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100th Postiversary

Here's a happy song - reminiscent of what the Allman Brothers used to do - about moving forward.

A few months ago, a friend of ours called and invited us to go with him and his mom to see his cousin performing in a two-man show. His cousin and a friend had flown in from Chicago to perform in a festival of plays being put on in a bunch of L.A. theaters. Since we had not done anything like this for a while, we decided to drop off the kids at the grandparents and check it out. After fighting the traffic, locating the theater, and figuring out where the heck to park, we walked in a little late. The theater, it turns out, was about the size of one of my classrooms, and upon our arrival, we doubled the size of the audience.

Immediately after sitting down, I wondered what the two performers were thinking. First of all, our friend’s cousin must have wondered who the heck these people were with his relatives. Second, it must have been a little strange and disheartening to travel across the country and be performing in front of almost no one. But still they pressed on, obviously pouring their hearts out in performing this series of skits that they had clearly worked very hard to create. I couldn’t help but be impressed, and not just because it was a pretty good show. In my mind, anyone who is willing to pour out that kind of an effort in front of any sized audience deserves some respect. And the small size of the audience, rather than diminishing their efforts, made the performance all that more impressive. Whether performed in front of eight or eight thousand, there is intrinsic value in the act of performing. There is definitely something to be said for creating art for art’s sake.

This is my one-hundredth post on this blog. Some have been viewed well over one hundred times and others have been read far less. And if anything, the number of views has by and large been decreasing lately. Whatever dreams I had of building a big audience and generating a little extra revenue may be impractical, and there have been times where I have asked myself if this whole enterprise is worth the time. But then I think back to those guys in L.A., and it reminds me of something very simple. Writing in itself is a worthwhile activity, even if only a relatively small number of people get anything out of what I post here. If nothing else, this blog has helped me to exercise a part of my mind that was somewhat dormant for several years, and I have been compelled to ask myself repeatedly what I actually believe about some very complicated political, historical, educational, and philosophic issues. Hopefully, a few readers have been nudged toward reevaluating and putting into words their own beliefs as well.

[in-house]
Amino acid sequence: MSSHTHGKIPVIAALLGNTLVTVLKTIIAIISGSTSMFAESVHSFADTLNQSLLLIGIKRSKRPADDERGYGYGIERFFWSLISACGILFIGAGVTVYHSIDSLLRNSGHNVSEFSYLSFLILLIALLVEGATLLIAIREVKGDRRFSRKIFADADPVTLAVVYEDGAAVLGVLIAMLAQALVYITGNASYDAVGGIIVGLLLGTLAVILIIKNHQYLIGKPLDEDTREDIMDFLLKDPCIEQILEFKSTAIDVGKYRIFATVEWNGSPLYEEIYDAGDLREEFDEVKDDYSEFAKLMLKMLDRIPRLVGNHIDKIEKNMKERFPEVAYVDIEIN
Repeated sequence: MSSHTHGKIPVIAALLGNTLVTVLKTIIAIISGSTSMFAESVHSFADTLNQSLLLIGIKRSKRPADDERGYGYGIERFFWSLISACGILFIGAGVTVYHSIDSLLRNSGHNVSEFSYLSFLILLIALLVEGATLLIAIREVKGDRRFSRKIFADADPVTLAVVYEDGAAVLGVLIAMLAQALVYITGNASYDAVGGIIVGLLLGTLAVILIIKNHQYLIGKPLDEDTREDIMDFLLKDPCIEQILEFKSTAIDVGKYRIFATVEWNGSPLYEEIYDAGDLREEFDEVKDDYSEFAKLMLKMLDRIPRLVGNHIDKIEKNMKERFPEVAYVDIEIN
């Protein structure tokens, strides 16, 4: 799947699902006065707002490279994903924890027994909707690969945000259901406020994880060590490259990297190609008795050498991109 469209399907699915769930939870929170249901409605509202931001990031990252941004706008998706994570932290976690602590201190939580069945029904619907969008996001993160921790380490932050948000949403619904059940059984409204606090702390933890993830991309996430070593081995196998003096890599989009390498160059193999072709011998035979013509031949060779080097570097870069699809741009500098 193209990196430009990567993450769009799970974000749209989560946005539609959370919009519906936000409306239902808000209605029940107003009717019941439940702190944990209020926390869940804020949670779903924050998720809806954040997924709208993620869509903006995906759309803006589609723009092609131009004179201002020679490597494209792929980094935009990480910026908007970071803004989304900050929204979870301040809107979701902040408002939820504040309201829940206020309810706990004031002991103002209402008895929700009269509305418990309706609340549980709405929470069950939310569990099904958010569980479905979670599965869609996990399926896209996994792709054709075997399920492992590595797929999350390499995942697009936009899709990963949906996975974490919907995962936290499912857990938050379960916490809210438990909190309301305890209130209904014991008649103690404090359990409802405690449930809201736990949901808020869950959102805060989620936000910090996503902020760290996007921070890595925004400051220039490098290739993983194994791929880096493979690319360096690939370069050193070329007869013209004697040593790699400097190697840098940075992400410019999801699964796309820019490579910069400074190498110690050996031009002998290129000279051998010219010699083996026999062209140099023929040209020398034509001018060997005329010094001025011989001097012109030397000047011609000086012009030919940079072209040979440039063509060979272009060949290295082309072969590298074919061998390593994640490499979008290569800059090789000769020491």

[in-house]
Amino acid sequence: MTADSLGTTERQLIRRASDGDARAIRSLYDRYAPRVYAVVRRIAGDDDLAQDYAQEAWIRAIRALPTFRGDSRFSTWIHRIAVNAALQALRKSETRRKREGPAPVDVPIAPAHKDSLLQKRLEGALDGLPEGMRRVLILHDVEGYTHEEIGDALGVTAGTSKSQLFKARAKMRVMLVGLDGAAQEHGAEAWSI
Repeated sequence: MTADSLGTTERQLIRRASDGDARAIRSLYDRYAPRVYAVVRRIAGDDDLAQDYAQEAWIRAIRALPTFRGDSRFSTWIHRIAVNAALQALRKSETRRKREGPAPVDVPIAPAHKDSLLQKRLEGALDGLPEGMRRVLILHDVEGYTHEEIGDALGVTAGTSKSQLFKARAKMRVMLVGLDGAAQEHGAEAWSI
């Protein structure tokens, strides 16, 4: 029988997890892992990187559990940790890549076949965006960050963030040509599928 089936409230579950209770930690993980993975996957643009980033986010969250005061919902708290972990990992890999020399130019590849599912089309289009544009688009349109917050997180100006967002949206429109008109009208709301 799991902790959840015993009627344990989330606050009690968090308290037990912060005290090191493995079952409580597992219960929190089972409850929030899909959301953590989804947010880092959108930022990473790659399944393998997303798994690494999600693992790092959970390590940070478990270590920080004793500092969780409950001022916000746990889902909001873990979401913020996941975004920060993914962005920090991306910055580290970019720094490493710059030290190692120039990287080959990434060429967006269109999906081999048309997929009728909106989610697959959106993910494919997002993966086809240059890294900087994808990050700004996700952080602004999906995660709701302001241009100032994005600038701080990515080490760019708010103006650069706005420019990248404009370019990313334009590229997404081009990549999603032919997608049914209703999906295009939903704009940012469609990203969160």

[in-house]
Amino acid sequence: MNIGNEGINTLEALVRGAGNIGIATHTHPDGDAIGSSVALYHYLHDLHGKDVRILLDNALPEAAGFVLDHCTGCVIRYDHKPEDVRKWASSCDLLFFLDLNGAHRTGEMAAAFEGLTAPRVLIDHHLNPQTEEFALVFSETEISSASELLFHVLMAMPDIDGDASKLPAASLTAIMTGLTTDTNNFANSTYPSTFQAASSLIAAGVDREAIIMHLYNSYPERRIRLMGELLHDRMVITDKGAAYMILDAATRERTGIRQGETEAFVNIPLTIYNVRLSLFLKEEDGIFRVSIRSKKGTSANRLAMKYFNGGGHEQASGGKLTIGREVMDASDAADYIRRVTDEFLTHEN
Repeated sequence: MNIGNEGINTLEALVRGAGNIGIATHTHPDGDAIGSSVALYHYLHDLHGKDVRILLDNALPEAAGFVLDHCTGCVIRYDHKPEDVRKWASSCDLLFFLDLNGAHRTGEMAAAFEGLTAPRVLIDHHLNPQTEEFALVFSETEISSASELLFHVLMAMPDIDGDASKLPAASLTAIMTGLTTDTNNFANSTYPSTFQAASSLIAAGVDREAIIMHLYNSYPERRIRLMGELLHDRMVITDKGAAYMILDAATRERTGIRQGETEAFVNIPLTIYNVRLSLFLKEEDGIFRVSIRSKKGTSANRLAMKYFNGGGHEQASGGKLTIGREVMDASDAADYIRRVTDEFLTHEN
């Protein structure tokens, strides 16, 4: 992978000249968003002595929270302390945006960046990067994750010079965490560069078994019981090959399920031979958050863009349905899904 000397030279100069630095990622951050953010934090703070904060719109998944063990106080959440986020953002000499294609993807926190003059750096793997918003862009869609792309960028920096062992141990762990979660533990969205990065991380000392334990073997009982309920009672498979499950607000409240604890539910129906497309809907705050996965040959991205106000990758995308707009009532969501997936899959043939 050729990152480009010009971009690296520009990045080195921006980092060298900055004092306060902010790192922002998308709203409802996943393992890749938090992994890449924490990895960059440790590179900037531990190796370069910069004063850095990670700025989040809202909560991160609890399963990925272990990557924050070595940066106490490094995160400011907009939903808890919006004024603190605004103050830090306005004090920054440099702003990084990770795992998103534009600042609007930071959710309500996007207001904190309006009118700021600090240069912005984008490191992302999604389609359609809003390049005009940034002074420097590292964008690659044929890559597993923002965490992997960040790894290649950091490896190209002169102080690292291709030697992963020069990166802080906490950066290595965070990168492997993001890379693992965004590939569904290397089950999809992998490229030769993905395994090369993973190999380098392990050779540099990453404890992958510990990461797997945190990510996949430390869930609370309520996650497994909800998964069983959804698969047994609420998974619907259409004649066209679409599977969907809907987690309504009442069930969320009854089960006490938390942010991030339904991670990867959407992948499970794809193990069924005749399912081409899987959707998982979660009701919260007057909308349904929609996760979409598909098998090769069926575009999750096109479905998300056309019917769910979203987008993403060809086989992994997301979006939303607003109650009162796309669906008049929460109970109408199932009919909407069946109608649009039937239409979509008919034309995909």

So the plan is to start working toward my next one hundred posts. We shall see if I run out of ideas before then, burn out, or get distracted by the oncoming basketball season. Whatever happens, I will not base my choices regarding future writing on the apparent size of my electronic audience, and if this blog, like most blogs, never makes anything approaching real money, oh well. I will think of it as an electronic journal, sitting on a virtual outdoor desk, open to anyone on the planet who comes by through cyberspace and takes a look.

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